+++ Due to the Covid-19 pandemic, the lecture has to be postponed to 2021. +++
German magazine Der Spiegel celebrated Male Phantasies in 1977 as being “probably the most exciting German publication of the year”. Forty and some odd years later, the reprint and new edition of Male Phantasies still captivates audiences with its alarming relevance. On some 1200 pages, art historian Klaus Theweleit exposes Europe’s patriarchal history that led the way to National Socialism. In the words of Rudolf Augstein: “If you scratch beneath the surface of the male character, you will find how his roots in fascism lead back to the beginning of time.”
Theweleit’s research into the history of violence has its starting point with structures of the body: Members of the SS, ISIS fighters or terrorists like Anders Breivik only ever kill in accordance with the fascist principle of cleansing the earth of all ‘otherness’, obeying a superpower and preserving the body of this power structure. Theweleit states that fascism is no ideology but a “destructive way of creating reality”. The body being its battlefield.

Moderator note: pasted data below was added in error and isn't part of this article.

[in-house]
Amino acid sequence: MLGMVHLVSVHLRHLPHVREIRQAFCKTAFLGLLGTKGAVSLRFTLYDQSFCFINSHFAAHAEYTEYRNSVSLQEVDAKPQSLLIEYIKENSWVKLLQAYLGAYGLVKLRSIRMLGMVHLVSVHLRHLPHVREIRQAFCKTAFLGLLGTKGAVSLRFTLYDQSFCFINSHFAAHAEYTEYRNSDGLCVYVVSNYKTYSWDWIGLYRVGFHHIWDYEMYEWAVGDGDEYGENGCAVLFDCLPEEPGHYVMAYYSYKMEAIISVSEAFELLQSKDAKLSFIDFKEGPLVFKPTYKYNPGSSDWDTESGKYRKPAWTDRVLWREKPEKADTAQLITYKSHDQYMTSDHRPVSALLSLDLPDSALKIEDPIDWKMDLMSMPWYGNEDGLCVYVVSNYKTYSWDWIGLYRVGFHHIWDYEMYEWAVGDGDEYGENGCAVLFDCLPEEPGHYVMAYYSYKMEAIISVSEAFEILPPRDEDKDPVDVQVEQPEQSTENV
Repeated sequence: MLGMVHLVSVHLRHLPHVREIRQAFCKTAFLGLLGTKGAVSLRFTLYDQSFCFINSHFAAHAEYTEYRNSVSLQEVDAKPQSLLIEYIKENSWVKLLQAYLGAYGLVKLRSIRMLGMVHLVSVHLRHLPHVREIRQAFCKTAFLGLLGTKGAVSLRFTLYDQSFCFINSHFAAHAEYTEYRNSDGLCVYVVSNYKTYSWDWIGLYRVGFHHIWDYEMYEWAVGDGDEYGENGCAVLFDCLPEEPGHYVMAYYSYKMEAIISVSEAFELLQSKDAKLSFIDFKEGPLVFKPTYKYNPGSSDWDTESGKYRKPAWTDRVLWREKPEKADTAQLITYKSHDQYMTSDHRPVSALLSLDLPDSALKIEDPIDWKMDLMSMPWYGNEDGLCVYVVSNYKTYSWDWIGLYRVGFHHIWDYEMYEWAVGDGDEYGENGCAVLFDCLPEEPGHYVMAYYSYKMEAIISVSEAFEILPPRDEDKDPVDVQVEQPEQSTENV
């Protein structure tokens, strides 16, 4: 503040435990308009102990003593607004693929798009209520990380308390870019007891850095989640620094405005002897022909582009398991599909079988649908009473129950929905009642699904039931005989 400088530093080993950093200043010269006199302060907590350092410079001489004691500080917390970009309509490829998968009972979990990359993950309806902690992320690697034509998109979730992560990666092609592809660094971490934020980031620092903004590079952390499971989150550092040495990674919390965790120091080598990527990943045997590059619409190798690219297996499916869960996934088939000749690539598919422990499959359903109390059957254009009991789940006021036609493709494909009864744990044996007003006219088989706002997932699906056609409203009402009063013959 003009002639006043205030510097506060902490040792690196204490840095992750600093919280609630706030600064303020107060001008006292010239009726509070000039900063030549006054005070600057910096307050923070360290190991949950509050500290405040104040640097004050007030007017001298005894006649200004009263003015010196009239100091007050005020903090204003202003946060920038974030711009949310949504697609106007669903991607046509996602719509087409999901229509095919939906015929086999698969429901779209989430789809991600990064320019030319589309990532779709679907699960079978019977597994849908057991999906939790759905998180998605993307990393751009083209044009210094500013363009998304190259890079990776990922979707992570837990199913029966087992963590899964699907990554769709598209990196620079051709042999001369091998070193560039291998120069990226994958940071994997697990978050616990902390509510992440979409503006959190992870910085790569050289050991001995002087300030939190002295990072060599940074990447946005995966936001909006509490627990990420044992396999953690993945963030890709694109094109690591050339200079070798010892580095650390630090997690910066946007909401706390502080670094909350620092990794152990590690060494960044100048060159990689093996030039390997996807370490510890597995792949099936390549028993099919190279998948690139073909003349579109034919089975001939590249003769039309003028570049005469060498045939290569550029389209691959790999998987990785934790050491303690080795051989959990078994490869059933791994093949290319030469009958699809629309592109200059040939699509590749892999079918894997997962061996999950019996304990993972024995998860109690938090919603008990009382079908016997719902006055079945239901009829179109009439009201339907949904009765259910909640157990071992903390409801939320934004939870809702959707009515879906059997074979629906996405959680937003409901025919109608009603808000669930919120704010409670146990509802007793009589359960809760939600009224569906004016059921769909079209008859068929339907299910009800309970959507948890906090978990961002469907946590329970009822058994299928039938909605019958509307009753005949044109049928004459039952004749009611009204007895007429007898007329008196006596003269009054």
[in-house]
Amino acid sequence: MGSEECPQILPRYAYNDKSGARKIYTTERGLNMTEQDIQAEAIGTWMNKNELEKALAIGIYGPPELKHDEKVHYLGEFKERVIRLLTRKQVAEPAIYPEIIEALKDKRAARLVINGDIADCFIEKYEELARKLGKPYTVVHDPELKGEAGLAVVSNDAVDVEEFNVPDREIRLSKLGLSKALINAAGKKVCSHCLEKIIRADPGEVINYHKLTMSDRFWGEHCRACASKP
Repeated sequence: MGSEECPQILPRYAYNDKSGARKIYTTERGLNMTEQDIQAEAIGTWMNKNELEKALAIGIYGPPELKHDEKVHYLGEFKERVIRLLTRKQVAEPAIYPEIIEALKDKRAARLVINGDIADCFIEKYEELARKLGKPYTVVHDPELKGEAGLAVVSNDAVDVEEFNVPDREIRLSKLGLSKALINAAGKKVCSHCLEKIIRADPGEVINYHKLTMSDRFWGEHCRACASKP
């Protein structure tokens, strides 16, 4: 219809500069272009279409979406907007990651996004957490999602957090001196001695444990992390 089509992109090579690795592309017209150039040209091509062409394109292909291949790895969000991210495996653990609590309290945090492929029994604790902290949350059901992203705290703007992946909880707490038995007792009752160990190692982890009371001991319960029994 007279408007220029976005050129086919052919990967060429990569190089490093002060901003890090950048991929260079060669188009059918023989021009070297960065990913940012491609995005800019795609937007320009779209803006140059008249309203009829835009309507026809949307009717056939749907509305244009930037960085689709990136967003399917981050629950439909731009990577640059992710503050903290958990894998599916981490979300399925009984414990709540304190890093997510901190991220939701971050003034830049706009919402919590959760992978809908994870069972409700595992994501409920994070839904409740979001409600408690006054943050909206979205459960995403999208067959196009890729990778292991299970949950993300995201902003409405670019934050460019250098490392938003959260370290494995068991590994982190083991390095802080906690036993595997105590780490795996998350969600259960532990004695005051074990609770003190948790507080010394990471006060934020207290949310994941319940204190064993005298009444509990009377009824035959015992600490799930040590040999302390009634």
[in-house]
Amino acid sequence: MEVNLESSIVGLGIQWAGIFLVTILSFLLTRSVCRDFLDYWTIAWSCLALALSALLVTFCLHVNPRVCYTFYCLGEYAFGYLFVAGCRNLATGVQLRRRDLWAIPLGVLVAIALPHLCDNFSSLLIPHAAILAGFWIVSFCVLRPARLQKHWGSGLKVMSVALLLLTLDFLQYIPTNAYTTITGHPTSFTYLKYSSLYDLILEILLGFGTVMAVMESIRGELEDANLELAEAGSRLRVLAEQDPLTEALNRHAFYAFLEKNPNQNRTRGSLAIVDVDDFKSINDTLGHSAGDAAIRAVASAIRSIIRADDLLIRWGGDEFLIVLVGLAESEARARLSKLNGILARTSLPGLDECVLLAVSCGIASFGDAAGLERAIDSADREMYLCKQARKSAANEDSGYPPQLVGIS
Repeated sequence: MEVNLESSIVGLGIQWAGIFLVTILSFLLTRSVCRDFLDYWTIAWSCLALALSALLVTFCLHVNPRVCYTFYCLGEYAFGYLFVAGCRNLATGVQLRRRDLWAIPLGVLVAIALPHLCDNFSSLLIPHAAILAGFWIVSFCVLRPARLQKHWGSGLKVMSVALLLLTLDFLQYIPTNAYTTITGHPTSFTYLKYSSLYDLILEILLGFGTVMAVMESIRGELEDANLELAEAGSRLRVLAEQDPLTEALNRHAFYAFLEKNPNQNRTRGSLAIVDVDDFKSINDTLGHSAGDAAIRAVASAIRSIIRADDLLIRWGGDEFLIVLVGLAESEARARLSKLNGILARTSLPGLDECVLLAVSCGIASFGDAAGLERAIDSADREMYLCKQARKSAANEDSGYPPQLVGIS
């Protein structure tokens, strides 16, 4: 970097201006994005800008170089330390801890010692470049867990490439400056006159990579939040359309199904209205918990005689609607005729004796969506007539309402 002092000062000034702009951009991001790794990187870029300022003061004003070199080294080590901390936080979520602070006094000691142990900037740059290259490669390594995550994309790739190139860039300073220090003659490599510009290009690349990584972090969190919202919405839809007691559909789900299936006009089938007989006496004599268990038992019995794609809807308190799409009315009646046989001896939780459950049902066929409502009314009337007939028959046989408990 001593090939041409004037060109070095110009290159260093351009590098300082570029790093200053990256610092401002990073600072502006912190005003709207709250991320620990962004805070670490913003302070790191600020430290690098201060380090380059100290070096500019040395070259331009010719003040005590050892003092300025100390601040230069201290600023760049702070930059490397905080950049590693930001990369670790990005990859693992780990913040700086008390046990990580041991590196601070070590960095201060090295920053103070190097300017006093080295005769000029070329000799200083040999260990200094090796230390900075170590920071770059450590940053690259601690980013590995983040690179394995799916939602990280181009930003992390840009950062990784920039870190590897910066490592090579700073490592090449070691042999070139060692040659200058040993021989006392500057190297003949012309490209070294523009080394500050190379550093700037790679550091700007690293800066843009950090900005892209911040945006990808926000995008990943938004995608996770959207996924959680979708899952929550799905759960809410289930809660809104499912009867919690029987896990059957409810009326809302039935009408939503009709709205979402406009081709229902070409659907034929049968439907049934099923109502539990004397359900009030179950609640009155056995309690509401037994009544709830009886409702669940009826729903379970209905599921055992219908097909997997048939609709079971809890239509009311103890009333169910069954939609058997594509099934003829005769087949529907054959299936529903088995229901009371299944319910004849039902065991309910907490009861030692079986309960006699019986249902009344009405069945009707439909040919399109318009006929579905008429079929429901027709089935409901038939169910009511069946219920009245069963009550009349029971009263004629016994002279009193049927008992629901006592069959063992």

Following the lecture, a discussion will take place between Klaus Theweleit, Thomas Edlinger and Evelyn Annuß, professor of Gender Studies at the University for Music and Performing Arts Vienna.
born in 1942, studied German and English literature. He is a literary scholar, cultural theorist, and author. His 1978 bestseller and book in two volumes Male Phantasies has received international acclaim. Theweleit is a lecturer at the Institute of Sociology at the University of Freiburg. From 1998 to 2008, he was also professor of art and theory at the State Academy of Fine Arts in Karlsruhe.
He was visiting professor at US universities Dartmouth College, Santa Barbara, Charlottesville, Virginia. His publications include: Buch der Könige (drei Bände, 1988–1994), Der Knall: 11. September, das Verschwinden der Realität und ein Kriegsmodell (2002), Deutschlandfilme. Filmdenken und Gewalt (2003), Der Pocahontas-Komplex (drei Bände, 1999–2013) und Das Lachen der Täter: Breivik u. a. Psychogramm der Tötungslust (2015).